2.2 The sun. The sun is said su sòle in Logudoro and su sòlli in the meridional part of the island. In Sassari it is said lu sòri, in Gallura lu sóli. The star for excellence often enters in sayings of positive value, as in log. béllu che su sòle ‘beautiful as the sun’ which is often directed at newborn or young children. A verse of a popular logudorese song which portrays béllu sò e mi nd’abizo / a su sole m’assimizo ‘I am beautiful and I know it / I am like the sun’ clears up the concept of beauty that popular tradition associates with the sun. None the less on an island like Sardinia, where the summers are hot and sometimes torrid, the name of the sun could be evoked to frighten the children, when their mothers wanted to avoid that the little ones went out of the house and when the temperature is particularly high, and could cause bad sunstroke. In the moment in which the sun reaches its highest point in the sky, the Sardinian mothers use to transform the word ‘sun’ with log. sa mam(m)a de su sòle ‘the mother of the sun’ that has the frightening power to kidnap the children. Also the sun, as the moon, enters into the formation of some place-name; for example Bruncu su Sòli ‘top of the sun’ (Quartu Sant’Elena, province of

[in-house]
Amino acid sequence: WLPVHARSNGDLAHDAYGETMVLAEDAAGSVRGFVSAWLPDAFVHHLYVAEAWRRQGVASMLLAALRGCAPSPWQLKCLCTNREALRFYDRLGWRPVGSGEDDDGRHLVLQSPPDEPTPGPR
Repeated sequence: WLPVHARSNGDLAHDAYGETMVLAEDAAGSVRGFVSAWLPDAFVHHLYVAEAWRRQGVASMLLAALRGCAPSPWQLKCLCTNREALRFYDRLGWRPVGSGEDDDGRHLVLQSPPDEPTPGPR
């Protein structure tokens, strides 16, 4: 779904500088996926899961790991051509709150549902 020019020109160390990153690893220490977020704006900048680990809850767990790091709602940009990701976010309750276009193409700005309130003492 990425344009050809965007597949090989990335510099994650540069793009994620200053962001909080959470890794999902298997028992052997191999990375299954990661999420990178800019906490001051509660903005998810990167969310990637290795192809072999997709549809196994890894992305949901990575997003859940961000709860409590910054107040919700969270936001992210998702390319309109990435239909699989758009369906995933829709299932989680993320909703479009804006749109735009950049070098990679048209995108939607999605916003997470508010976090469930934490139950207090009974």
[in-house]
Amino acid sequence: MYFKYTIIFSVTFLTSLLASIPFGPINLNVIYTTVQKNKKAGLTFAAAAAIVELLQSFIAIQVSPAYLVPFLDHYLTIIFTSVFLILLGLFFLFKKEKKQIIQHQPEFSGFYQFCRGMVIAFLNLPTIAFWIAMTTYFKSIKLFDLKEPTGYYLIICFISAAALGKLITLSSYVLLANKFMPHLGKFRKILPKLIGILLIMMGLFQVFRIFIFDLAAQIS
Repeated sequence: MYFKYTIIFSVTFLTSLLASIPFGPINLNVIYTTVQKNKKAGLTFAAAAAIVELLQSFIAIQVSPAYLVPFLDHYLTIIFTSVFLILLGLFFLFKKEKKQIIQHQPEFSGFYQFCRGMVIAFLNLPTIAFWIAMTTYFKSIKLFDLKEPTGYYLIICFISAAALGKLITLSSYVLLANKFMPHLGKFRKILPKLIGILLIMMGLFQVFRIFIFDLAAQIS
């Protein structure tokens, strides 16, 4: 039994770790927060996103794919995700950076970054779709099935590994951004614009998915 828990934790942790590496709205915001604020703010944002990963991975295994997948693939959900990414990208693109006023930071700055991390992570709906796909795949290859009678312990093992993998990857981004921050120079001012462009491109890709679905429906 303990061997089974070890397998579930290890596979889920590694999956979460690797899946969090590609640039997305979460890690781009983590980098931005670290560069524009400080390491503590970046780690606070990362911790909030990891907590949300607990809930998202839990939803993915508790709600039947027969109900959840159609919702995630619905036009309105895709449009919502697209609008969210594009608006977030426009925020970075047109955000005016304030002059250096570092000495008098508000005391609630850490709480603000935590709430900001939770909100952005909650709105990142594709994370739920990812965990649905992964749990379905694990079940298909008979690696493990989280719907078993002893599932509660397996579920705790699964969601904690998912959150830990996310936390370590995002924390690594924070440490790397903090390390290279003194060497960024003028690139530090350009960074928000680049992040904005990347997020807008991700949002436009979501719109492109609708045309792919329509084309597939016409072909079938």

2.3 Venus. Among the names of the other heavenly bodies, do not forget the log. su Bóinu ‘the bovin’. The evening star in Sarrabus is said sa Stella de is Boiàxus ‘star of the cowherds’ because this star appears when it is time to close the cattle in the cattle shed (Böhne 1950; 86). In
2.4 Sirius. In the Campidano and in the sorrounding areas the name of Sirio is Stèlla de atzàrxu ‘the steel star’ evidently because of its vivid metallic colour.
2.5 North star. The Pole star in Logudoro is known by the name Norte and in Barbagia Norti, that comes from the spanish norte ‘North’ (Wagner 1962: 171).
3. Names of the constellations.
3.1 The Milky Way is said log. Bia or Via de sa Paza, camp. Bia de sa Palla ‘the straw way’, after a very antique metaphor which is also used by the Berbers in the